Adverb-forming suffix akin to "-ly."
Originally Old Spanish -mientre, under contamination from -iter, but replaced by dialect variation -mente. From Latin mente "by the mind," from mens "mind." See mente for further etymology.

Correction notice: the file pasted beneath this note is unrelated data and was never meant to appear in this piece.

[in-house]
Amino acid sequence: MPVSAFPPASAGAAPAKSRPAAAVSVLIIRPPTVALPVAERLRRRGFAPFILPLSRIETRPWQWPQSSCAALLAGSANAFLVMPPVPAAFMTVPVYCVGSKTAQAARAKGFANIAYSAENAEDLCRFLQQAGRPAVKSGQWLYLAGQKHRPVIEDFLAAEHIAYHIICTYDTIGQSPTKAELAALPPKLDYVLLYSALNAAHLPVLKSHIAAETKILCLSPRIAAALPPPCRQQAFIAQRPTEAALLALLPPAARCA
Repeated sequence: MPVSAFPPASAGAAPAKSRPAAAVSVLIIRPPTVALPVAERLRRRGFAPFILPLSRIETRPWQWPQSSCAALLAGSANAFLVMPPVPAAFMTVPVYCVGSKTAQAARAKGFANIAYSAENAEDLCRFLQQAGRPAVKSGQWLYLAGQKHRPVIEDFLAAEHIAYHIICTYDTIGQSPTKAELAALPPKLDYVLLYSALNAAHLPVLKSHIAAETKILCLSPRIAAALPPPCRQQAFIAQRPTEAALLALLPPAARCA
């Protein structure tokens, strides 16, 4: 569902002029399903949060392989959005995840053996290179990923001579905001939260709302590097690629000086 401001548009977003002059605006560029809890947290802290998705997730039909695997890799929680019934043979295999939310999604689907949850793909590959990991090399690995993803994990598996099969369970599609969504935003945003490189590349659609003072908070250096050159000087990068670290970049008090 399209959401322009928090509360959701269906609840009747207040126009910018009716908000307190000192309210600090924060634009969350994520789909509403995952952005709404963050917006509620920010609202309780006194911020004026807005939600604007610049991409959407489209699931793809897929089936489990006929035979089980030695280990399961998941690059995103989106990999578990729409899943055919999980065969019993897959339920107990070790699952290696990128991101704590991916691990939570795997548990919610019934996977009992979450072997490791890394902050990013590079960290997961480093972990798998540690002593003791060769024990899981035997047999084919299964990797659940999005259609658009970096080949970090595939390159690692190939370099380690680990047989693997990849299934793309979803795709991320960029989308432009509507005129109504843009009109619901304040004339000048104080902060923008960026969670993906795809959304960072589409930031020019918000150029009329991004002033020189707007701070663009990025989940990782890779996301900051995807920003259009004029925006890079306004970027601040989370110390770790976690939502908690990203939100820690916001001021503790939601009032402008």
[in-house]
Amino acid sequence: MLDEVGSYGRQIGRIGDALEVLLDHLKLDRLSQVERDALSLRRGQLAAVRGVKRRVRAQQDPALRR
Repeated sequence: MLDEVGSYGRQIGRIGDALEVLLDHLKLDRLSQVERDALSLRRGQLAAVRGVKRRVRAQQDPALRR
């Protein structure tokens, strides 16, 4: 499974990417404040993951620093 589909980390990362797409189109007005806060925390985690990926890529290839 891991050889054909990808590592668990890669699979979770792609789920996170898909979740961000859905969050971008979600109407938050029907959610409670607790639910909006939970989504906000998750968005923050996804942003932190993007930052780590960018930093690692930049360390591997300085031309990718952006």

Romance: Western Vulgar Latin: Portuguese -mente, Galician -mente, Catalan -ment, French -ment, Italian -mente, Neopolitan -menteThe grammaticalization of mente into a suffix was an ancient process of referring to mental states by saying "with a ____ mind." For example, studiosa mente "with a studious mind" (Pharies 2008). It later crystalized as a suffix when speakers referred to any and every action with mente, thus generalizing its role and securing its place as a suffix (Dyer 1972). The addition of mente was largely a Vulgar Latin habit, in Classical Latin the traditional word was modo "way." Ellision of the suffix is uneven across the Western Romance languages. In Spanish, the suffix is ellided until the final adverb (e.g. rápida y locamente), but in French the suffix is never ellided and in Catalan the first adverb takes the suffix while the subsequent are ellided (e.g. rápidament i silenciosa) (Castells 2013).